Umuada has also expanded support women for survivors subject to immigration control. The new support is available for women with no access to public funds, who would ordinarily struggle to access refuge due to their legal status and language barriers. Being able to secure a right to remain in the country and access benefits allows women to move on safely into their own accommodation and live a life free from abuse.
Find out more: https://careandsupport.ncha.org.uk/umuada
A record number of women received domestic abuse support
In 2016-17, a record number of women accessed domestic abuse support provided by Women’s Aid Integrated Services (WAIS). The charity supported 5,080 women, 59 teenage girls and 612 children across Nottingham and South Nottinghamshire. The 24-hour domestic abuse and sexual violence helpline answered 10,371 calls and the Pet’s Project fostered 65 pets. This is the highest number of survivors ever supported by WAIS in a 12 month period.
Find out more: http://www.wais.org.uk/viewpage.php?page_id=2
A new place of safety was opened for women fleeing domestic abuse
In the past year, women in Nottinghamshire gained a new place of safety from domestic abuse. Women’s Aid Integrated Services (WAIS) opened Serenity, a new refuge project in Ashfield, which had never before had a refuge service. The six self-contained properties are ideally suited for women with older boy children, or larger families who might not be able to access shared refuge accommodation. During the year, 26 women and 54 children were accommodated and of these, 18 families were helped to move on into new tenancies of their own, free from domestic abuse. The refuge was opened in partnership with Ashfield District Council, and with funding from the Department for Communities and Local Government.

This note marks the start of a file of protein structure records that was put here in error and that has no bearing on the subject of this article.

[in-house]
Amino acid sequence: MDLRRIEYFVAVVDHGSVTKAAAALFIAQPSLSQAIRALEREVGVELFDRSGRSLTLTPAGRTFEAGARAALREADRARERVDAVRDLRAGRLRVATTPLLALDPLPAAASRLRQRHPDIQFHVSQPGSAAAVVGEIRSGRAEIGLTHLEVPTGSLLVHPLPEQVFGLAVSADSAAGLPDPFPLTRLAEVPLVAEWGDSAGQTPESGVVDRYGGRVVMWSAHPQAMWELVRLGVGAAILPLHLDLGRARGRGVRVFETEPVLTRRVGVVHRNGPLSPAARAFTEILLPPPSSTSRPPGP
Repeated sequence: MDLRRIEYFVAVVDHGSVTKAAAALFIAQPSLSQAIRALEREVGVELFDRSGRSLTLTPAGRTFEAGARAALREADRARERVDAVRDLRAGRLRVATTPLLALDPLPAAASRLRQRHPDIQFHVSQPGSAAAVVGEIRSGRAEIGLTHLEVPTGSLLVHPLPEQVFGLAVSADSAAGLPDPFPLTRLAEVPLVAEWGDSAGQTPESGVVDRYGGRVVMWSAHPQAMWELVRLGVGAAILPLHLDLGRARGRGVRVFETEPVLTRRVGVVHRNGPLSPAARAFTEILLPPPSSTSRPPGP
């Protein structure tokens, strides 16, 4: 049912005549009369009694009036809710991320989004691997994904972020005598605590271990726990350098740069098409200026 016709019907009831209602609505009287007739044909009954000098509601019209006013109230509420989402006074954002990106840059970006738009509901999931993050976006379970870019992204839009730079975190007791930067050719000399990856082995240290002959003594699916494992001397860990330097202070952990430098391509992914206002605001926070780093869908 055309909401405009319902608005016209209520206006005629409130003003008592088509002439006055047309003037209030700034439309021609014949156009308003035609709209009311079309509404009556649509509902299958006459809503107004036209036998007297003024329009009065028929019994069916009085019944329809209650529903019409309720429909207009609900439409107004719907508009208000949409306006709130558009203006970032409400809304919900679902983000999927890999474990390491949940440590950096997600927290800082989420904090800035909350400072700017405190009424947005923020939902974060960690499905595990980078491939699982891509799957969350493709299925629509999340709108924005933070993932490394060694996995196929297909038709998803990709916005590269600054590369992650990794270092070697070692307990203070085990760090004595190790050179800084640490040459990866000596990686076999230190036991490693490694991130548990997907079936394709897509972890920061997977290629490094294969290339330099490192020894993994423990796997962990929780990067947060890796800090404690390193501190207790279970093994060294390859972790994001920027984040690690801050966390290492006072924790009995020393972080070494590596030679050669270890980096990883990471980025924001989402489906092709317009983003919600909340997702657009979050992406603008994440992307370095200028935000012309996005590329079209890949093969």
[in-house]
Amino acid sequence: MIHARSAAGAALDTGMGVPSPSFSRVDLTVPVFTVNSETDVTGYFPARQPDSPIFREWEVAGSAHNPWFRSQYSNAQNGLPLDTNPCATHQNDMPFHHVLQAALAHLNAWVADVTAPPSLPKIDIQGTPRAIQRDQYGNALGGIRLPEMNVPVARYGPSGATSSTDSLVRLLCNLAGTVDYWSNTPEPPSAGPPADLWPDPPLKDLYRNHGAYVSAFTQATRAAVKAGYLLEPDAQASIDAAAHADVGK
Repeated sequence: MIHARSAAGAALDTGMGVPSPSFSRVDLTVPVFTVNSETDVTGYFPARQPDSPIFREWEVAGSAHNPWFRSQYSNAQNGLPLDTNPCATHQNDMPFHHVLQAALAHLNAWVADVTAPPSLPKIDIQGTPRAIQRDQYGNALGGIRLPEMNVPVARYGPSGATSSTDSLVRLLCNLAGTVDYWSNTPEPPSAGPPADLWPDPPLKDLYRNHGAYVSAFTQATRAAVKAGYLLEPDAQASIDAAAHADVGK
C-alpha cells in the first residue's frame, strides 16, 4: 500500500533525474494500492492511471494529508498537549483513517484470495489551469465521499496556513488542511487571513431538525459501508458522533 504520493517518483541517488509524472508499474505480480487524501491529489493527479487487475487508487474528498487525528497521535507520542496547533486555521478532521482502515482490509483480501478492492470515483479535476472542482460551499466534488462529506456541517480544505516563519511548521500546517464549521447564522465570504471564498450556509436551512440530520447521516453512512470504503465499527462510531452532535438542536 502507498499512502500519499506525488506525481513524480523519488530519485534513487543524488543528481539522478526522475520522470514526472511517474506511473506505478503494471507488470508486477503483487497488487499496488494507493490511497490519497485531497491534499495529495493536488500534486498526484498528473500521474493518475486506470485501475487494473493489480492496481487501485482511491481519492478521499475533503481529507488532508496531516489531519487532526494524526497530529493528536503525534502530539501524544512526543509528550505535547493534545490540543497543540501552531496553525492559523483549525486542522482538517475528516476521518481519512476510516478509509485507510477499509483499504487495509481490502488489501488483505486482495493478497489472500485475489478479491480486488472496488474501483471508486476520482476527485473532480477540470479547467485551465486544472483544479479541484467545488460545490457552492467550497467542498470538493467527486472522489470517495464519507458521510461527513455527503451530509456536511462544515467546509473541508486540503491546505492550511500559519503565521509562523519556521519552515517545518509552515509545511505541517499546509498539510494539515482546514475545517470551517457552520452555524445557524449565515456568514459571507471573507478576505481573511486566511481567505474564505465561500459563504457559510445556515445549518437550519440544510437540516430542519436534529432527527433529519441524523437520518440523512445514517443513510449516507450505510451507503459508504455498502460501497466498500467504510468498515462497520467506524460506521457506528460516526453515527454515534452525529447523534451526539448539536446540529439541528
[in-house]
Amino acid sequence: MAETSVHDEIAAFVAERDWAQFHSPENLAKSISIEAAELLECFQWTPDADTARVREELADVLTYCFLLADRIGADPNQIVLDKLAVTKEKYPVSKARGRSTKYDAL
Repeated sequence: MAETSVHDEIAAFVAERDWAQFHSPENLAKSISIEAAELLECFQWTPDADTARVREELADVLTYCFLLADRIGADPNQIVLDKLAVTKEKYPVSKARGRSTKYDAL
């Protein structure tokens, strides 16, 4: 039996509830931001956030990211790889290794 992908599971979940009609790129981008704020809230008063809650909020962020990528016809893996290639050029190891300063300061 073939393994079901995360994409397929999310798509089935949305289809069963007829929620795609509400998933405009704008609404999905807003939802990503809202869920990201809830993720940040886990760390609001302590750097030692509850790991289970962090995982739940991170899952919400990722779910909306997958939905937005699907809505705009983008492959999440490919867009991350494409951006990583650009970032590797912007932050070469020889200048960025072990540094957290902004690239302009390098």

Find out more: http://www.wais.org.uk/viewpage.php?page_id=13
A bold partnership was formed to bring lasting change for survivors
Nottingham and Nottinghamshire became one of three areas in the country to pilot a new model of working with domestic abuse survivors. The City and County is piloting Change that Lasts, developed by Women’s Aid Federation of England in consultation with survivors and member services. It offers an exciting opportunity to pilot a new model of working with survivors and share in local and national learning about how to keep women safe. Informed by survivor and professional feedback and best practice research, Change that Lasts places the survivor and her needs at the heart of its response. Funded by the Big Lottery, the first of the three schemes launches in Autumn 2017.
Find out more: https://1q7dqy2unor827bqjls0c4rn-wpengine.netdna-ssl.com/wp-content/uploads/2015/11/Women_s_Aid_Change_that_Lasts_Summary-July_2015.pdf
Ordinary people learned how to help friends experiencing domestic abuse